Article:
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FEATURE STORY

A Look into Mongolia's Inflationary

February 10, 2006

What is Inflation and Overheating?
Inflation is the general rise in the price level. And overheating? Simply put, when the physical capacity of the economy is unable to keep pace with the demand for goods and services.

Is Mongolia in an inflationary phase? Is it overheating? Lets hold back our judgement and look at the key symptoms, which usually are: (i) rising inflation, particularly in non tradables;  (ii) rising current account deficits; (iii) substantial increase in liquidity, and (iv) increasing bottlenecks in the economy.  Are these symptoms present in Mongolia? Lets take a look.

Inflation is rising. At end-September 2007, the inflation rate measured in terms of the Consumer Price Index (CPI) stood at 13.1 percent year-on-year (yoy), and 12.2 percent since the beginning of 2007—the highest September-level inflation rate one has observed in Mongolia since the beginning of this decade. In January 2007, the inflation rate was 4.2 percent (yoy). In the education sector, public and private university tuition fees have increased by more than 20 percent yoy as of end of September. Hospital services (room charges) were also increased by 76 percent during this same period. In April 2007, water tariffs were adjusted upward by 74 percent, on average.  In addition rising wages in the public sector, which act as a benchmark for private sector wages, will tend to push up overall wages in the economy. This means generally rising labor costs and rising incomes.

Consumption is on the increase. The year-on-year inflation rate as of September 2007 shows that 70 percent of the weighted average price increase (i.e. 9 out of 13.1 percentage points) is explained by the increase in food prices. In particular, the price increase of domestically-produced meat accounted for more than 3 percentage points of the observed September 2007 inflation rate (Meat prices have gone up by 21 percent in September (yoy)). Given the absence of any adverse supply shock that one saw in Mongolia in previous years (such as a dzud) that may have caused a decrease in Meat supply, the increase in meat prices now is likely to be due to increased demand. Rising fuel and transportation costs are also contributing to the upward pressure on general price levels. Bread and cereals, mostly imported from Russia, contributed to 3.3 percentage points of the year-on-year September inflation rate. Wheat crop domestic production declined in fall 2007 due to drought in the agricultural provinces of Khentii, Selenge, and Tuv aimags, thereby contributing to reducing supply and putting further upward pressure in prices.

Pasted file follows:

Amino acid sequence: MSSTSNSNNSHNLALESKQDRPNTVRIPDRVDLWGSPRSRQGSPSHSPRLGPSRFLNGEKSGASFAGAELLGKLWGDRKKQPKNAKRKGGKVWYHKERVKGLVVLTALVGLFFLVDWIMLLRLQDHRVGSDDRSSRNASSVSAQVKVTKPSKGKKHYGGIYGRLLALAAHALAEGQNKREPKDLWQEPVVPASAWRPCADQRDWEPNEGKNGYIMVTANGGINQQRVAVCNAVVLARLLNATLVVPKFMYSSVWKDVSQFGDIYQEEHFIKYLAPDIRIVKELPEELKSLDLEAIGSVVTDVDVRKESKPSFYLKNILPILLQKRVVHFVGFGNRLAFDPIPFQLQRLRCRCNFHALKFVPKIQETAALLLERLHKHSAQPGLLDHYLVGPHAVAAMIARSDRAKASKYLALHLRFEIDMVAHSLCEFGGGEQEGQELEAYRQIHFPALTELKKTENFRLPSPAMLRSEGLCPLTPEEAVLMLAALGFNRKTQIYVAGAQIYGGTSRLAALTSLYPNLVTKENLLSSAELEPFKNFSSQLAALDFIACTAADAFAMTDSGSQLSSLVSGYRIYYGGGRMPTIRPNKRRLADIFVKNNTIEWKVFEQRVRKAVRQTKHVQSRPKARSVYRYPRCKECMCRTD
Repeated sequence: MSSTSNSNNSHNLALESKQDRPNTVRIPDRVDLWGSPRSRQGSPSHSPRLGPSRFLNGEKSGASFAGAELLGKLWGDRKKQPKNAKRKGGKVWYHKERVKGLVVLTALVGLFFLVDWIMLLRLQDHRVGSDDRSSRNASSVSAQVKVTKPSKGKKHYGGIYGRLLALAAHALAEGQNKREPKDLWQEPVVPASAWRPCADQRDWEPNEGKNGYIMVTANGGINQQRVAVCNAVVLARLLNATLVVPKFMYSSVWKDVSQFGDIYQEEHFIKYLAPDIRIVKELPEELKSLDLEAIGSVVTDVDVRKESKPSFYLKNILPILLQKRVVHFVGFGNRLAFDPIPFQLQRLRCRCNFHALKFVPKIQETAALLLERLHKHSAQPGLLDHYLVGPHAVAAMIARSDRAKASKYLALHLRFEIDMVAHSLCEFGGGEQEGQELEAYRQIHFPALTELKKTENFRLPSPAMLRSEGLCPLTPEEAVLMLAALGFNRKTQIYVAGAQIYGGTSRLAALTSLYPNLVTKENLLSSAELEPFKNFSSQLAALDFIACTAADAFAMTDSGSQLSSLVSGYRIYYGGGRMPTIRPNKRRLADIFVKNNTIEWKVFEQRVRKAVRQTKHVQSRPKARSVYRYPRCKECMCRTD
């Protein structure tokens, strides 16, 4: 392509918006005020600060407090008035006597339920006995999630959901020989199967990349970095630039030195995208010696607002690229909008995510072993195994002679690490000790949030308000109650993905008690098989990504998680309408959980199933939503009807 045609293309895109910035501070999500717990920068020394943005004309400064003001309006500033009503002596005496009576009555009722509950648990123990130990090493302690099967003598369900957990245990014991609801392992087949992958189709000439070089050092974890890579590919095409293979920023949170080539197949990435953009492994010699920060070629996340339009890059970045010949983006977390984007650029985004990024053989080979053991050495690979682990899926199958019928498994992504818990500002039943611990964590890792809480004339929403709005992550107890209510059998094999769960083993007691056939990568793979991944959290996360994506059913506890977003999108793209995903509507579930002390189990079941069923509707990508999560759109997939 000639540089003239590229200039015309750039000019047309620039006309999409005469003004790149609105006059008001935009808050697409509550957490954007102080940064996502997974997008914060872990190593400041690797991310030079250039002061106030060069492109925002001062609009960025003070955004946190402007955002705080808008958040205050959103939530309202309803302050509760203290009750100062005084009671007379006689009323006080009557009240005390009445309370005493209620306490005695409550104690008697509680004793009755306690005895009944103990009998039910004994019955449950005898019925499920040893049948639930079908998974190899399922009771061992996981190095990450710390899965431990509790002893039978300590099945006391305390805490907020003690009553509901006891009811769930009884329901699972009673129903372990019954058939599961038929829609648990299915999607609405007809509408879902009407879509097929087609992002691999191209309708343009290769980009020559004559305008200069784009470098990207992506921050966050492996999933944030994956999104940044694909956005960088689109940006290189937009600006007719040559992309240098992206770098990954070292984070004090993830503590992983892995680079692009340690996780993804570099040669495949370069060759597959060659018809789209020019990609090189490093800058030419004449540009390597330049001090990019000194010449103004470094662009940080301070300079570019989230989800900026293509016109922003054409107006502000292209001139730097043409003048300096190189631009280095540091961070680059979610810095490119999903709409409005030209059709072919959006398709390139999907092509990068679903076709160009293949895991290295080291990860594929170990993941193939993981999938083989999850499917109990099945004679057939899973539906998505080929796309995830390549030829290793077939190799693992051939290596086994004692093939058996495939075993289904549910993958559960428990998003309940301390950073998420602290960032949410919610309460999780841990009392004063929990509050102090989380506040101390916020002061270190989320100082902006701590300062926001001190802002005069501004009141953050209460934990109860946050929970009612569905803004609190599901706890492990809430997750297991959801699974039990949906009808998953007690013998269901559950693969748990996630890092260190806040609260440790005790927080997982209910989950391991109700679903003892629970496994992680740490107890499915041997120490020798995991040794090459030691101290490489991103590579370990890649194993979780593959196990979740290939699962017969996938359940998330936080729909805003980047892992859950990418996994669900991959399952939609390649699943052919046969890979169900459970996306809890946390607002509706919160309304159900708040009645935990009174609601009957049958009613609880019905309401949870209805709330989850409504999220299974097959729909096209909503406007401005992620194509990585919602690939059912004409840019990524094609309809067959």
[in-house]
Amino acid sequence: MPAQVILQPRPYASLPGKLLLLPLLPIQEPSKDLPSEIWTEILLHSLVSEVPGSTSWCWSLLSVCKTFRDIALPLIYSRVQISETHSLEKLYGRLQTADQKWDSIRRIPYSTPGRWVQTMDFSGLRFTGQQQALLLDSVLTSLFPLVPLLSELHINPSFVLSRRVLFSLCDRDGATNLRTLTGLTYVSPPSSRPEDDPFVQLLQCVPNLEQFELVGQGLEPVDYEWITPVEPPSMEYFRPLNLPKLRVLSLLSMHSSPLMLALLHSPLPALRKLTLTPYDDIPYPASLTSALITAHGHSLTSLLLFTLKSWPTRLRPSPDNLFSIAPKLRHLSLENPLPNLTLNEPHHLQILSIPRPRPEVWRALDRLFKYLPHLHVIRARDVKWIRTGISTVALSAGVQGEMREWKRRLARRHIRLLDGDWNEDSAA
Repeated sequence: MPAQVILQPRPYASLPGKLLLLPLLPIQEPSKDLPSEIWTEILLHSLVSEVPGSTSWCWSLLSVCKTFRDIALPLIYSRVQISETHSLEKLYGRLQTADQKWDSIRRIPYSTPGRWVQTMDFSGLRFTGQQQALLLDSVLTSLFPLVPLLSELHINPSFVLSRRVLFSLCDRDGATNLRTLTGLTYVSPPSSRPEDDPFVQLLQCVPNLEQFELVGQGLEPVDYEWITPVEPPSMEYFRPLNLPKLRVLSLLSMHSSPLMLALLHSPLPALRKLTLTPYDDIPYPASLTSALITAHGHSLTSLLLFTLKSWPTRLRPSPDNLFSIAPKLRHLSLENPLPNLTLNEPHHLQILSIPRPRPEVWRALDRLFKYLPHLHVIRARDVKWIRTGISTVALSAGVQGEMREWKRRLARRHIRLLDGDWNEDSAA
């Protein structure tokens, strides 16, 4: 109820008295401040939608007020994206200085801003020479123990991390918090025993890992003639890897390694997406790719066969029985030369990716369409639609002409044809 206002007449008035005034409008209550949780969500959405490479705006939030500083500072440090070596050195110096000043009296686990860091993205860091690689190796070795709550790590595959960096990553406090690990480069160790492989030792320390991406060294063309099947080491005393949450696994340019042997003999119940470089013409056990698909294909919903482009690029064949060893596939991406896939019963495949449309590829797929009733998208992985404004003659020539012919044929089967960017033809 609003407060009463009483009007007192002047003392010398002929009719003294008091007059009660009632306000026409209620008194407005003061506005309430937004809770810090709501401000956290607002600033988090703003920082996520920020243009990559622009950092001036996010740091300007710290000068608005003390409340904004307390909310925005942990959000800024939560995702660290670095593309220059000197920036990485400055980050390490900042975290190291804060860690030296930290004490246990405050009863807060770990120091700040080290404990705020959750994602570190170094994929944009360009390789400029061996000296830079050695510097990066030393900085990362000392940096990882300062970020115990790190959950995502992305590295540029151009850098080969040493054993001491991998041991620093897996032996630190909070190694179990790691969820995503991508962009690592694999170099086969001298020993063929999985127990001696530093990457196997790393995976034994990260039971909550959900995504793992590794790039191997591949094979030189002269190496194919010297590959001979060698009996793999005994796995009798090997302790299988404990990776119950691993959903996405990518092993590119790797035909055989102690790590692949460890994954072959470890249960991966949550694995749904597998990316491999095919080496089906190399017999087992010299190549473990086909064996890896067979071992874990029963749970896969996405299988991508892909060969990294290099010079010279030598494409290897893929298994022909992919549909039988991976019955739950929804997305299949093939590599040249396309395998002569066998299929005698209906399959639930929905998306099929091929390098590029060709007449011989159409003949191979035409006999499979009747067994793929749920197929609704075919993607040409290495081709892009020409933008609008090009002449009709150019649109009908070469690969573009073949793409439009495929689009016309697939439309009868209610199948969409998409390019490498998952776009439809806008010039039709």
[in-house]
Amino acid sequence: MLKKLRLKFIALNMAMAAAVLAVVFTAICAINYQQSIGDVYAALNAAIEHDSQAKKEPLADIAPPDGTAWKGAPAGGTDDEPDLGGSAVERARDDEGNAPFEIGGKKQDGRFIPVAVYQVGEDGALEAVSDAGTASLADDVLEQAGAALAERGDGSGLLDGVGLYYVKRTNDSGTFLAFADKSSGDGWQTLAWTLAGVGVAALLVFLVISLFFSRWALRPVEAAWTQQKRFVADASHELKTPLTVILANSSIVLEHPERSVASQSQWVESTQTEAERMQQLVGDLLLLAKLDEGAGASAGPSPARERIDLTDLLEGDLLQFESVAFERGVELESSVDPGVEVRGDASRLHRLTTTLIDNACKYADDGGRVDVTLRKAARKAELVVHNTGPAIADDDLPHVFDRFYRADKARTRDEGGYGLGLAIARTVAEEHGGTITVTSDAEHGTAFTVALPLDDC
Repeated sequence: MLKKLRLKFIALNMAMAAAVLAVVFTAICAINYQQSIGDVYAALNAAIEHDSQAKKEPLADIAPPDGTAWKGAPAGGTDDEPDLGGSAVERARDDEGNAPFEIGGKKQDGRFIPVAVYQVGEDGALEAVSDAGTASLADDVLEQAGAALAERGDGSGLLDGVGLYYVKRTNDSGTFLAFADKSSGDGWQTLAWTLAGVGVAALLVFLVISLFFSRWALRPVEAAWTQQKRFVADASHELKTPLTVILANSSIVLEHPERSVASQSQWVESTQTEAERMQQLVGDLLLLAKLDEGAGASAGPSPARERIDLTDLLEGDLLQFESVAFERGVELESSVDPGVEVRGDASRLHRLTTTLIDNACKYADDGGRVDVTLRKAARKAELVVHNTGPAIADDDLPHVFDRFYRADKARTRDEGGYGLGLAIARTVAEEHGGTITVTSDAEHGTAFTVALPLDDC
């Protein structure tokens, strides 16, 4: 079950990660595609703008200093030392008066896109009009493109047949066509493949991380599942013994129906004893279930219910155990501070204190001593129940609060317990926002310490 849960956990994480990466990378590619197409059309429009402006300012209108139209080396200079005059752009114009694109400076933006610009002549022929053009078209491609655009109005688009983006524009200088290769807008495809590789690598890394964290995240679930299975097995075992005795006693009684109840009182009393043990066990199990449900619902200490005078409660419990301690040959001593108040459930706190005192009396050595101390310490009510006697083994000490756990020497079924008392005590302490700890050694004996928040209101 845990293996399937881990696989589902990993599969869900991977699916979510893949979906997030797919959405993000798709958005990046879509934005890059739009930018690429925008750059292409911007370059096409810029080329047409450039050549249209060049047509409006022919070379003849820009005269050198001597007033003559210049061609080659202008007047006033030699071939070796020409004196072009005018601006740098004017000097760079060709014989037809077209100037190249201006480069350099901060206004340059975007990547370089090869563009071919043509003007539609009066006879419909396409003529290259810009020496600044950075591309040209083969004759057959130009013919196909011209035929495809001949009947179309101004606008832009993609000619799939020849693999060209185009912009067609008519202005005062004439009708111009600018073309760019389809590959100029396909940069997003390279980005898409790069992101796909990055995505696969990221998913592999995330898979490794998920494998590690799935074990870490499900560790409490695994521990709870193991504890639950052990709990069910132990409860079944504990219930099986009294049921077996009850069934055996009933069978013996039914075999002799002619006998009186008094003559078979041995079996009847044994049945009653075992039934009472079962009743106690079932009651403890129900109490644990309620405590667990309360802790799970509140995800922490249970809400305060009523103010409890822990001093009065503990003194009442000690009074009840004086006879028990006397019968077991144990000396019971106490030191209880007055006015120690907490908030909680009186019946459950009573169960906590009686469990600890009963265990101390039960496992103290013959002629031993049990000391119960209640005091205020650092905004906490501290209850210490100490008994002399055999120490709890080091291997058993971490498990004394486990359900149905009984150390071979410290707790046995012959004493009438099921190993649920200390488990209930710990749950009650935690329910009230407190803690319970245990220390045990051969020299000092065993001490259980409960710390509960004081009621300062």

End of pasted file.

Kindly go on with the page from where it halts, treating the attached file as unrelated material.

This consumption growth will likely be sustained, boosted by (i) expanding government consumption under the form of large past and upcoming increases in public wages and increased universal public social transfers; (ii) sustained remittances from Mongolian working abroad; (iii) a 5 percent VAT cut, effective at the beginning of 2007 combined with unification of the personal income tax at the lowest level of the previous rates (10 percent) [1]. However, higher consumer price inflation will tend to reduce purchasing power and real consumption.

While Government spending has contributed to inflationary pressures by increasing public wages, the net public sector contribution to aggregate demand so far remains limited. The government budget is reporting a surplus in 2006, while in 2007 the net public aggregate spending is likely to remain limited. The government deficit is projected to be around 2 percent.

Increasing money supply.  This is often a good indicator of inflation over the long term.  What makes up money supply? Two simple definitions are narrow money (M1), which represents funds that can be readily used to make transactions (currency+overnight deposits) and broad money (M2), representing cash in circulation plus all deposits.  Easy access to money, due in part to foreign direct investment inflows, net international reserves have more than doubled (+132 percent) in August yoy, increasing further liquidities in the economy and workers’ remittances from abroad, has been mainly responsible for this increase: M2 now accounts for 41 percent of GDP (end 2006), up from 26 percent of GDP in 2001. This is partly due to increased monetization of the economy. Compared with other similar developing countries, the level of monetization in Mongolia is low. In 2006 for instance, low income countries have on average a ratio of M2 to GDP of 52 percent.

So, it does appear that the main symptoms of inflation are present in Mongolia’s economy. But is the situation temporary or a possible longer term issue? To understand this better we need to know what part of the business cycle is Mongolia in? And what is happening in the rest of the world today and what are its neighbors doing?